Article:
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HAT TIPS

Posted 8/24/11 (Wed)

Hello,

I’m not a licensed auctioneer. In fact, truth be told, I’m not an auctioneer at all. Oh, I can sing part of Leroy Vandyke’s auctioneer song, if the mood is right. And I can listen in to an auction sale and pick up an occasional bid. And I’ve told you about my being a pedigree man at a horse sale. And a ring man at a bull sale. But at home, I have become a world champion auctioneer.
It is my grandkids that are to blame. I started taking them to the local auction barn at a young age. I would pack up a boy or two, grab a diaper bag, and off to the cow sale. And they became addicted to cattle auctions.
Their mother would give me strict instructions on what the boys could eat. Healthy stuff. You know. The stuff that cattle buyers don’t eat. You can walk into any sales ring in the world, look up at the guys in the buyer’s seats, and realize that they have never tasted broccoli, asparagus, or carrot sticks. You can see they have lived on malts, French fries, hot beef dinners, biscuits and gravy, and really good stuff. They have never ordered the chef salad or the petite steak. They are my heroes!
One of the first times I took Evan to a cow sale, he was pretty little. Just starting to walk. When I took him home, his mother met us at the door. She wanted to know what he had for lunch. I explained how he ate the little sack lunch she had packed, and we split a bowl of vegetable soup. No salt. Just a dash of pepper. She began to unwrap him and a French fry fell out of his vest! No lie! Right there in front of God and everybody!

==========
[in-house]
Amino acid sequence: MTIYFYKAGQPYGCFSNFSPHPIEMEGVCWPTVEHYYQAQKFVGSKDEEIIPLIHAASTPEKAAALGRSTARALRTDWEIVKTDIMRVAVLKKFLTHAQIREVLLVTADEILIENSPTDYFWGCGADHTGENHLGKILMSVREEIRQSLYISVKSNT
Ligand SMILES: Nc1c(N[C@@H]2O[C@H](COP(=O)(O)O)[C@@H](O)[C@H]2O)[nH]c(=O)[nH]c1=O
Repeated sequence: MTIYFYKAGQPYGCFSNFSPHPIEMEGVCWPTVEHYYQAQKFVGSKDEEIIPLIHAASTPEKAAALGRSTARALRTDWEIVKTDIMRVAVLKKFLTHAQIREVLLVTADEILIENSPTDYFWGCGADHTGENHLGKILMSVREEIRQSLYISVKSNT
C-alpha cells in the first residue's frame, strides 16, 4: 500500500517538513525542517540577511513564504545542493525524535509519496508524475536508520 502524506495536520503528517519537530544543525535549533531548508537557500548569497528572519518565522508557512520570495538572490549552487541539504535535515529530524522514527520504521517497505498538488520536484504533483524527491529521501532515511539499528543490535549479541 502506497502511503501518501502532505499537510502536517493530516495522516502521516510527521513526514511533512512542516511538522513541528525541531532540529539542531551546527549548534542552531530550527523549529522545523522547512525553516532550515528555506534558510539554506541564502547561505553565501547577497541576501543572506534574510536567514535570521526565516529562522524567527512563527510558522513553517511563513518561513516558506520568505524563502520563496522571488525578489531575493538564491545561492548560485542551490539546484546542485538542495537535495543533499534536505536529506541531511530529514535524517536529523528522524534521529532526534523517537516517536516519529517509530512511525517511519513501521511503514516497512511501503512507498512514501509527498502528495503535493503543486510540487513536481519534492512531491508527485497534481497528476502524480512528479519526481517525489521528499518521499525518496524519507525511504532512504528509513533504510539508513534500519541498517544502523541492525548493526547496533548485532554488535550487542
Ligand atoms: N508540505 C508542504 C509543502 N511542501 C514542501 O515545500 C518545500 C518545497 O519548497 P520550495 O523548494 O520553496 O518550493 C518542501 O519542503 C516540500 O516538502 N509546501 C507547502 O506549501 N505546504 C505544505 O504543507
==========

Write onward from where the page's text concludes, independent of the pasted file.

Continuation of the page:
And then the buyers give the boys money for cookies. Do you know how many chocolate chip cookies two cute little boys can buy for $5.00? More than they can eat and more than Grandpa can eat. I can guarantee that.
But back to my being an auctioneer. We have cow sales. Every day. I imagine the boys have two-hundred head of toy cows and horses. And probably fifty head of dinosaurs and dragons. A couple of dozen lions, eight elephants, one kangaroo, and some odd stuff.
So, every day, they set their pens up, I announce for buyers to get to the ring, and the sale starts. We sell all breeds. Angus, Holsteins, Longhorns, Highlanders, Jerseys, Simmentals. You name it, we have it. We have butcher cows (not many), bucking bulls, breeding bulls, saddle horses, bucking horses, pairs, feeder cattle, and bred stock.
The boys know what each cow is bred to, when she is going to calf, where she was born, how old she is, and what her last calf weighed. Most cows are five and a half. Most cows are gentle. And most are bred back to a real good Angus bull.
We have a row of buyers that includes Batman, Iron Man, Barbie doll, and about twenty other guys ranging from soldiers to cowboys and Indians. It’s about as diversified as Dickinson State, but that’s another story.
When the cattle sale is over, we usually have to have an exotic sale. Where we sell animals to the zoo, the circus, or animal collectors. The dinosaurs seem to be in the highest demand. Oh, once in awhile, we might get a good bull that brings from 10 to twenty thousand. Or a good horse that was a wild stallion in the desert, but now is gentle and kids can ride him will bring several thousand. We’ve had bucking bulls bring up to a hundred thousand! But dinosaurs, or fire breathing dragons, have brought up to a million! And last night, Batman paid two million for a two-headed dragon that breathed fire out of one head, and spewed gasoline out of the other! Two million! That’s going to be hard to top with the economy the way it is.
But I’m guessing that maybe this afternoon, we might set another record. But then, I’m just the auctioneer.

Later,
Dean